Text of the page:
Try Not to Breathe
by Hubbard, Jennifer R.






Recently released from the mental hospital where he was treated for suicidal depression, Ryan finds his life turned upside down by the energetic Nicki, who is the only person he has ever met who is not afraid to ask him about his past. By the author of The Secret Year.





Jennifer R. Hubbard lives in the Philadelphia area. She is a hiker, a chocolate lover, and a night person who believes that mornings were meant to be slept through. Her short fiction has appeared in literary magazines. Her published books include the contemporary young-adult novels The Secret Year, Try Not To Breathe, and Until It Hurts To Stop.





Just out of a mental hospital after attempting suicide, Ryan, 16, feels tense at home with his obsessive mom and distant dad, and at school he is known as the creepy kid who'd tried to kill himself and spent time in the loony bin. He speaks online to his only friends, Jake and Val, with whom he bonded in the hospital, but he keeps secrets even from them. Then he meets Nicki, and they hang out and start a romance. She is haunted by her father's suicide, and she looks to Ryan to help her try to understand why her dad made the decision he did. Can they help each other? Is she just being nice? With suicide at the front and center of the story, this is a book for group discussion, but even with the strong messages, readers will be caught by Ryan's frank, first-person narrative and the fast, tense dialogue that confronts the loneliness, confusion, guilt, and pain of how it feels to be the local loser. Copyright 2012 Booklist Reviews.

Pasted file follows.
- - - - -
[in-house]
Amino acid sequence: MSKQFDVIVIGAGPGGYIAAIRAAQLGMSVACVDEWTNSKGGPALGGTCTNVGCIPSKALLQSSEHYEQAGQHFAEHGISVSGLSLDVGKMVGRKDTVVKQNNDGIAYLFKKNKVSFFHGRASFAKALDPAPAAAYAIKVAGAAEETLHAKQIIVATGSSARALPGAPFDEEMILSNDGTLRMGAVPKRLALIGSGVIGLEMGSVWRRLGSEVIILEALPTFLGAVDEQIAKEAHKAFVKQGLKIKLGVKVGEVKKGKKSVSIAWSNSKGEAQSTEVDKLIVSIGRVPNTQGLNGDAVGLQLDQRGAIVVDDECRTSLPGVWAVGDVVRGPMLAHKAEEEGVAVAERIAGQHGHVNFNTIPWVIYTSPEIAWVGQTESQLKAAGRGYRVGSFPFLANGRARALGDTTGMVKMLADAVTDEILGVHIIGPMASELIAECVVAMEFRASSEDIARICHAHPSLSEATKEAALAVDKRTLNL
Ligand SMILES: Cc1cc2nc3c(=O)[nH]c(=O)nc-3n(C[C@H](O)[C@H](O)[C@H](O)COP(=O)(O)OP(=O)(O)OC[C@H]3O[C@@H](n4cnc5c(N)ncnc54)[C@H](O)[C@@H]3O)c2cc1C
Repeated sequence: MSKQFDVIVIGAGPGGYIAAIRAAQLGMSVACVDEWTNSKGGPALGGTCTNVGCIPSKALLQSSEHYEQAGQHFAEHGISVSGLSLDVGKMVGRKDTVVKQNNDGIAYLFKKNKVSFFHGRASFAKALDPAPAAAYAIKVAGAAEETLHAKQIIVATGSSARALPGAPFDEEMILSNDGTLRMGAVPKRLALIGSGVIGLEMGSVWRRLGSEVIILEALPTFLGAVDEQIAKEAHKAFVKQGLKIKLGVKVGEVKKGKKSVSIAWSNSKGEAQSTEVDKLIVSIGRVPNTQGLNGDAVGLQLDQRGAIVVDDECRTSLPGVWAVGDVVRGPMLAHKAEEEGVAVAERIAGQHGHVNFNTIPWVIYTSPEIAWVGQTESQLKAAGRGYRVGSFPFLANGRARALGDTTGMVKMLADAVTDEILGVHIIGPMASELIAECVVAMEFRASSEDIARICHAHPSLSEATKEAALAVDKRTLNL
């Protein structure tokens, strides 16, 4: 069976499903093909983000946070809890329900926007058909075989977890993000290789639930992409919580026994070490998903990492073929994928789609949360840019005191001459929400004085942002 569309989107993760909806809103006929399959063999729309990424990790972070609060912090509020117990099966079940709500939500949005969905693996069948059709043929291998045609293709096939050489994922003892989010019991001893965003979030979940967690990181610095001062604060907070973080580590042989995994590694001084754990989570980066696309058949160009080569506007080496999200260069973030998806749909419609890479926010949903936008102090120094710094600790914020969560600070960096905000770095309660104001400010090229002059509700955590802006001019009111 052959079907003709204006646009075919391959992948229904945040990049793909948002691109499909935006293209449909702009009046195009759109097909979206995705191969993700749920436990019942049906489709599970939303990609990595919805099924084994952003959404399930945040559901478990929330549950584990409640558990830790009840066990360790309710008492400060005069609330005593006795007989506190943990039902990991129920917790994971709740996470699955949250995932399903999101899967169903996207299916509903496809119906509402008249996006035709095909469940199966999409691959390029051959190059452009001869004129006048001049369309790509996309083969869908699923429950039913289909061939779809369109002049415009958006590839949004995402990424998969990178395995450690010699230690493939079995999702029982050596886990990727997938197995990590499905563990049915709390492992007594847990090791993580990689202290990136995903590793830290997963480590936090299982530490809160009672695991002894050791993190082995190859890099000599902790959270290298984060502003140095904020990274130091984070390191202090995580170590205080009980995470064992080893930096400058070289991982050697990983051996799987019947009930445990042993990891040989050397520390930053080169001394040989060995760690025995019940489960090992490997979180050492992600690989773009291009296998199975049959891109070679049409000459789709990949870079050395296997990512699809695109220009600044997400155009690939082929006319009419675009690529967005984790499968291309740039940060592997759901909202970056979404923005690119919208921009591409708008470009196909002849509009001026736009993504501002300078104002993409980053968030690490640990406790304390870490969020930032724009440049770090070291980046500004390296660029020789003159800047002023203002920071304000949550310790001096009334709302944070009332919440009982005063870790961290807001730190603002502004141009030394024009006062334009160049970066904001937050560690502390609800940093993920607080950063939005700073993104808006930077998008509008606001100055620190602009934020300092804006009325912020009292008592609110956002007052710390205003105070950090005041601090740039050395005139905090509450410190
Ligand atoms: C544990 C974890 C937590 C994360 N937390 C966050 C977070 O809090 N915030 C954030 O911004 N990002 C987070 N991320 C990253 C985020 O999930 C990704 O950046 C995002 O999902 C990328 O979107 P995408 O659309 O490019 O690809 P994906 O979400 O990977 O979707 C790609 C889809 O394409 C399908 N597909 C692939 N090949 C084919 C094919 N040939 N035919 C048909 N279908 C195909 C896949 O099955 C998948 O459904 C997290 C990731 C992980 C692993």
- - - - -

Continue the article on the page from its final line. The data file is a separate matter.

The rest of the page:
Evocative symbols, carefully drawn details and hints of romance enrich a spare, redemptive character study. Home from a stay at Patterson Hospital following a suicide attempt, Ryan hikes to a powerful waterfall each morning to stand under the crushing spray. Nicki, the younger sister of a boy Ryan knows from school, sees him there one day in August and strikes up a conversation. For the first time, Ryan finds himself opening up to someone besides the two Patterson friends he now talks to by phone and online. As trust, familiarity and perhaps attraction build between the two, Ryan and Nicki reveal pieces of their personal histories, though each still harbors secrets. Defying both sensationalism and cliché, the narrative explores Ryan's suicide attempt and its aftermath with what Ryan calls "Patterson Honesty: the truth, stripped down of all formalities, all politeness." Although much is made of understanding the past-the shame and numbness that led to Ryan's attempt, the unknowable reasons behind Nicki's father's completed suicide-the story is also about moving forward: Can intimacies built inside a place like Patterson survive outside? How can the parents of a teen who attempts suicide trust their child again? What can we ever truly know about ourselves and each other? Haunting, hopeful and masterfully crafted. (Fiction. 14 & up) Copyright Kirkus 2011 Kirkus/BPI Communications.All rights reserved.






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